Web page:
It was the kind of Fourth of July it was supposed to be.It was one of summer's steamy dog days that began with a flourish of the red, white and blue and ended the same way.

Northern Virginia might have been hundreds of miles away from the nation's capital Monday, as families, their friends and their dogs parked the lawn blankets at local Fourth of July fests well outside the city.

"Let the tourists snarl up in their own traffic over there (the Dh at Wolf Trap Farm listening to the Air Force chorus andh at Wolf Trap Farm listening to the Air Force chorus and band. "The beer tastes just as good here, and there's space to breathe besides. I'm not movin' till the fireworks are over."

Northern Virginia's Fourth began with a 10 a.m. parade in Arlington - an hour affair that held some surprises and drew a handful of local officials and crowds of Arlingtonians.

Coke went down like water under the hot sun that surprisingly failed to melt a wax image of President Jimmy Carter from the Wax Museum in Southwest Washington.

Seated in an open antique limousine on the sidelines of the parade, the replica provoked more than a few doubletakes by children and their parents alike.

A chorus of boos went up around the parade reveiwing stand when a small contingency from the National Socialist White People's Party passed by, in black uniforms with red armbands bearing swastikas. The group has been in the parade for three years.

Their presence caused Arlington board member John Purdy to refuse an invitation last week t ride in the parade.

"With a little imagination we should be able to figure out a way to exclude this group," Purdy said after the parade. "It's is an insult to the celebration of our nation's heritage and birthday to have people who wear the Nazi symbol parade with us."

Most of the entries, however, were more typical of a suburban community. The Boy Scouts, the Jaycees, civic leagues, church groups, the YMCA, dance schools, high school drill teams and majorettes in sequined body suits and white boots, antique cars and clowns all passed by to the cheers and applause of the crowd.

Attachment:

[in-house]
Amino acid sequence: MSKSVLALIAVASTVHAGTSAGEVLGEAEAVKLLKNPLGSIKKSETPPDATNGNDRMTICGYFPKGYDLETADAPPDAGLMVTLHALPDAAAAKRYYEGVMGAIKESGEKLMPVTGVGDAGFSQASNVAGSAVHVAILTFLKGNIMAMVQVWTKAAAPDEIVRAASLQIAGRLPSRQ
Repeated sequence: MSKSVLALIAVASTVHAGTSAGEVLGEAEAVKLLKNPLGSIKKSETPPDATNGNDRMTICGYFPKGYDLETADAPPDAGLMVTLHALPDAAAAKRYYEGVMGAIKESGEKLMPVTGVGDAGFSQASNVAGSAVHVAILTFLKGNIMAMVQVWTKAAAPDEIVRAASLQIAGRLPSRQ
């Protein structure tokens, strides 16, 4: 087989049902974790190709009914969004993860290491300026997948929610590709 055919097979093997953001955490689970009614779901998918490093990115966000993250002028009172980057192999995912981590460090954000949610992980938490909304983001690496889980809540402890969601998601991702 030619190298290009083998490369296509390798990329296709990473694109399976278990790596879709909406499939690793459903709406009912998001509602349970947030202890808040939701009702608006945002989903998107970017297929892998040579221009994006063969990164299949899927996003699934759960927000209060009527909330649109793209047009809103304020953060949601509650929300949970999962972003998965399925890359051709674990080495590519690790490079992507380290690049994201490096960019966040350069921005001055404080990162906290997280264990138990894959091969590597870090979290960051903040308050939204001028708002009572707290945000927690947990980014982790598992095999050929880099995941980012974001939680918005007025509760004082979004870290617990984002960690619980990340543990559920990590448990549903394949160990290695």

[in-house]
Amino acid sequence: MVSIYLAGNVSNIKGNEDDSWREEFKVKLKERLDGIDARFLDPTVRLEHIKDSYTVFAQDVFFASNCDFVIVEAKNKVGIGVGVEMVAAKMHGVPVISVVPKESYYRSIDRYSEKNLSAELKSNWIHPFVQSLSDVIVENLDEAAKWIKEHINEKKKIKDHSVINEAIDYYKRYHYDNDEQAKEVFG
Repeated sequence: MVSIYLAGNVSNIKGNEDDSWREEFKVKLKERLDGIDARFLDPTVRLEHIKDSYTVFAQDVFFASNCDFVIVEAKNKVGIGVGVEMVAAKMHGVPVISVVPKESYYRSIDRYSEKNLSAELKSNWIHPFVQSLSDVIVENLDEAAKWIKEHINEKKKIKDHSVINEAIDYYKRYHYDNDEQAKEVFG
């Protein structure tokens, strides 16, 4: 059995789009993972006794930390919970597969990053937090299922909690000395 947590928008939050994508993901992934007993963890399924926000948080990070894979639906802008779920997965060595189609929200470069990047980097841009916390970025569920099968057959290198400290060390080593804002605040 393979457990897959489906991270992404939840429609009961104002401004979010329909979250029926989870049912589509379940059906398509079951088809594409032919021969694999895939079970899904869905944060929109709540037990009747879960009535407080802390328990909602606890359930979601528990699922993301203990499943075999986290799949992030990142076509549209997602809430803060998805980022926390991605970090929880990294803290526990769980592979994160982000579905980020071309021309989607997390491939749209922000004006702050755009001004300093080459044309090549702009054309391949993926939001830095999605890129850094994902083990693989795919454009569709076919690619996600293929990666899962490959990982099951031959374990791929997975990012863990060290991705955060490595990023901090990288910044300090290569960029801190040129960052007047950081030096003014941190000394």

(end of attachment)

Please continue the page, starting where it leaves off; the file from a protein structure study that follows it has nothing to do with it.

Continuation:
A huge green crepe paper float sponsored by the Virginia Polytechnical Institute and State University 4-H Extension won first prize, but the entry that sparked the most attention was a truckload of older women calling themselves the Senior Adults Rhythm Band.

All looking like aged Shirley Temples in ribbons and curls, they rapped tambourines with fingers, elbows and knees, wiggling while harmonizing songs from the 30s.

"Parades like this you real home-town feeling," said William Cochran of Arlington, who has gone to the parades for five years. "We put our flag out first thing in the morning, and then was come to the parade. The Fourth is the one day we have that's patriotic."

But flag waving and baton twirling were no part of the Fourth of July at Colvin Run Mill off Route 7 in Fairfax County. Here, celebrating the Fourth was a sedate event, marked by 19th Century games and crafts.

People listened quietly to mountain music on guitars and dulcimers performed on one side of the rolling, wooded grounds surrounding the old brick Colvin Run mill, and they doubled over in laughter on the other side of the building, where school-age children competed to reach the top of a greased pole.

Kids slid down from the pole looking like street urchins out of Charles Dickens' stories, their clothes and faces blackened by the grease. Spectators laughed in delight to learn that a wiry 10-year-old girl beat all the boys in climbing closest to the top.

Like traveling shows of old snake handlers pointed out the differences among several varieties of snakes, holding high a cooperahead to display the beige and brown coloring and butterfly design shade to share picnic lunches.

"This is a real old-fashioned Fourth," said Catherine Underhill of Falls Church, who brough her three children to Colvin Run Mill, where her husband demonstrated woodcarving. "I guess we don't talk enough about what the Fourth means. Getting out and being with people makes you feel more patriotic tan you'd expect."

Leaving Colvin Run Mill for Wolf Trap Farm was another study in contrasts.

Masses of people, 6,000 during the day by park personnel estimates, hauled more than they could carry in oversized coolers, blankets, hibachis and games from the sea of cars sprawling below the Wolf Trap concert hall to sloping hills surrounding it.

Some set up beach umbrellas and meals around their cars in the burning-hot parking lot, seemingly oblivious to car fumes or dust from the gravelly pavement.

The voices and instruments of the Air Force chorus and band bellowed throughout the grounds, captivating some older listeners, being ignored by children playing games of chase.

The crowds swelled to 10,000 by nightfall to wait for fireworks that were set off in a small valley and soared high above the countryside.

At the same time, fireworks crackled above the stadium at T.C. Williams High School in Alexandria.The first burst of color sent children shrinking back into their parents' arms as the streams of red and blue appeared to rain down upon them.

The Alexandria setting was definitely for the children. Part of the football field was reserved for them to romp and play and tease. Lines as long as those for "Star Wars" waited for entry into a "moon walk" stationed there. They spilled their Coke on their new summer outfits, smeared popsicles across their faces, crowded around a huge dancing personification of Winnie the Pooh and dropped into silence when night-fall signaled the start of the fireworks.

"Can we come again next year, Mom?" said more than one child, as everyone headed out to their cars to fight the glut of traffic marking the end of America's birthday, 1977.